A dead kangaroo has been found tied to a chair in Melbourne’s north-east. The kangaroo had been shot at least three times before being arranged in the chair with a shawl around his shoulders and a bottle of spirits in his hands.
The Department of Environment, Land, Water and Planning and Crime Stoppers are investigating the case and is seeking information from the public.
PETA Australia is offering up to $5,000 as a reward for information leading to the identification and conviction of the person or persons responsible for this disturbing crime.
Because animals cannot report abuse and can do little to fight back, they’re often used as “practice” victims by those who tend towards violence.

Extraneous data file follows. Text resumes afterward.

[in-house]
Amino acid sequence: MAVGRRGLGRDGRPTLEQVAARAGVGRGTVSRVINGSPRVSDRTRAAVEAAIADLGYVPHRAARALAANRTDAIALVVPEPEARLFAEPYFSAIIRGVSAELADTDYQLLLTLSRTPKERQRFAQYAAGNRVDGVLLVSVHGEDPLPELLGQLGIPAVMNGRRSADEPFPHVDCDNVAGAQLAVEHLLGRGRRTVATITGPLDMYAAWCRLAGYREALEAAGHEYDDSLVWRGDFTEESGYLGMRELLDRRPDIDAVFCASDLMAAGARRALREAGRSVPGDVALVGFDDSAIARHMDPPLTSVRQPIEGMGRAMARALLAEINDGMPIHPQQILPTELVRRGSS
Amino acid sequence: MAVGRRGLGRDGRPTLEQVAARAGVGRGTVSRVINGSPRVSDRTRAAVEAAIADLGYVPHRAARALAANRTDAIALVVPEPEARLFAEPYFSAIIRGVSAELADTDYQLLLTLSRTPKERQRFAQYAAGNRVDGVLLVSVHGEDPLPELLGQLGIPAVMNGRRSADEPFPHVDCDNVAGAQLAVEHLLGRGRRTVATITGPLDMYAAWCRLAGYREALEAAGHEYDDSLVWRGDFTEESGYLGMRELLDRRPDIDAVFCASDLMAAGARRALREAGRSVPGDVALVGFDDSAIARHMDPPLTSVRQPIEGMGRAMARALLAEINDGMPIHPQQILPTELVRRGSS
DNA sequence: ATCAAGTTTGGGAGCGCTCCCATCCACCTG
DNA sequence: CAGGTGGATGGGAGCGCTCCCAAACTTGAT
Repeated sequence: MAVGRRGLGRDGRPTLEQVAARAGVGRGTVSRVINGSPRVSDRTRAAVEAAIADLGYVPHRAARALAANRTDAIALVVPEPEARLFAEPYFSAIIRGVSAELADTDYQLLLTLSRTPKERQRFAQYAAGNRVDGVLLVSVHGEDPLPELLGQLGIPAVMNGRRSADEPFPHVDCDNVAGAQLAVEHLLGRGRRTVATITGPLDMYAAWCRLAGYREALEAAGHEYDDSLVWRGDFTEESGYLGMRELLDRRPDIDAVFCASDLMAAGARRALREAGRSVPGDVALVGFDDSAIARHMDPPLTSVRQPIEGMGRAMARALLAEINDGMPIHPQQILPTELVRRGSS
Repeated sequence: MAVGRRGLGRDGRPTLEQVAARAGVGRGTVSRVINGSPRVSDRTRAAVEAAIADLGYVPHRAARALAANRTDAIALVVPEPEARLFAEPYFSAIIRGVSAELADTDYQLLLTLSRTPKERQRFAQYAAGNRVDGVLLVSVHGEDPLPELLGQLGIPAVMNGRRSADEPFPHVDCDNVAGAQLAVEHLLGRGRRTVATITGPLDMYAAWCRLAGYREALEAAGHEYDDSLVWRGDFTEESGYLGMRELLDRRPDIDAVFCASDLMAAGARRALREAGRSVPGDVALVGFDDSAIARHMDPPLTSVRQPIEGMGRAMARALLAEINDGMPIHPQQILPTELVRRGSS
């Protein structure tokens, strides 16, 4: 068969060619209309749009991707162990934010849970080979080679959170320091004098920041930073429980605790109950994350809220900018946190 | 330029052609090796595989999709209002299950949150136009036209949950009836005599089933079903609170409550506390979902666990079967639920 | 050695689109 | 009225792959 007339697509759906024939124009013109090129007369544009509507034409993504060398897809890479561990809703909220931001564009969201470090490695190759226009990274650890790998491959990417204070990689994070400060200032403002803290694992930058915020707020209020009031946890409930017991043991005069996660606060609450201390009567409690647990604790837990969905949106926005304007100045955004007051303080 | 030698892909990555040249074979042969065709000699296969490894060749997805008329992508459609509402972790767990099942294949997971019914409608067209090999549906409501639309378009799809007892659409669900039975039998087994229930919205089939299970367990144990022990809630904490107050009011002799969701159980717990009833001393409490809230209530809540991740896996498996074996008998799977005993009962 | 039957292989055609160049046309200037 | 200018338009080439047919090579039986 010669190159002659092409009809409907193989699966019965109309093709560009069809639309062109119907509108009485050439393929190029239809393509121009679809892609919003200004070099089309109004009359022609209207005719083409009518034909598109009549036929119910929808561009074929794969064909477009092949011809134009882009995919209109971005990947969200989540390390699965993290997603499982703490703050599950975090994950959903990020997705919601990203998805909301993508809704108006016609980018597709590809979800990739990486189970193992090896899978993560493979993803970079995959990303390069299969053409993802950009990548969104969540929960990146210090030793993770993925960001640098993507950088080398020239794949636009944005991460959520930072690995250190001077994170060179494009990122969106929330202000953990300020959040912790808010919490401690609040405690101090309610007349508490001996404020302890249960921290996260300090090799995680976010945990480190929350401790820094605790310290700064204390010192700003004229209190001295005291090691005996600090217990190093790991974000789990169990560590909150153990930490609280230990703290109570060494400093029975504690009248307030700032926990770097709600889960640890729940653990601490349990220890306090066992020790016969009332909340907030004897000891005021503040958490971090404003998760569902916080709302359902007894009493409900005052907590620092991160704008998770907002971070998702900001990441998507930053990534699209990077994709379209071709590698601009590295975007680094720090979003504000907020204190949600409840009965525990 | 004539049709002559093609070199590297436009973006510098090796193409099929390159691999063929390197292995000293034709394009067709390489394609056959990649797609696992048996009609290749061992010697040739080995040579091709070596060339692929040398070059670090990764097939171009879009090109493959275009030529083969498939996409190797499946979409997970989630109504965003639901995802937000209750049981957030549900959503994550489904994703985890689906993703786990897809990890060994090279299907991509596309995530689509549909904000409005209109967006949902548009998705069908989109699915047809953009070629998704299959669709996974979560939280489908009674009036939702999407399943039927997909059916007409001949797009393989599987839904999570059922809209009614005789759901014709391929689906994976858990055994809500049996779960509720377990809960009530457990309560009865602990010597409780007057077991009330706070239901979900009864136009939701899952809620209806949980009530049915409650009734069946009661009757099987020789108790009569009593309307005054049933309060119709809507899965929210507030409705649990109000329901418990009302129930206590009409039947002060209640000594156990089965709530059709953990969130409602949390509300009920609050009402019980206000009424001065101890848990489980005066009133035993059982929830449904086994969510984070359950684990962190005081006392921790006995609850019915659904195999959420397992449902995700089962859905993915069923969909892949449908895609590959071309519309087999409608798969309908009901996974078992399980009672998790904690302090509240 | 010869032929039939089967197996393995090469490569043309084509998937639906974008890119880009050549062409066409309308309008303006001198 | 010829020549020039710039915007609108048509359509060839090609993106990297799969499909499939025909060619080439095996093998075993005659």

Research in psychology and criminology shows that people who commit acts of cruelty to animals often go on to commit violent acts against their fellow humans. As long as the perpetrator of this crime is at large, other animals – including humans – might also be in danger.
Only 1 per cent of cruelty-to-animals offenders have no other convictions at all.
The world’s most notorious serial killers – including Jeffrey Dahmer, Dennis Rader, and Albert DeSalvo, better known as the Boston Strangler – have long documented histories of harming animals. In Australia, murderers such as Paul Denyer, John Travers, and Ivan Milat tortured and killed animals before turning to human victims.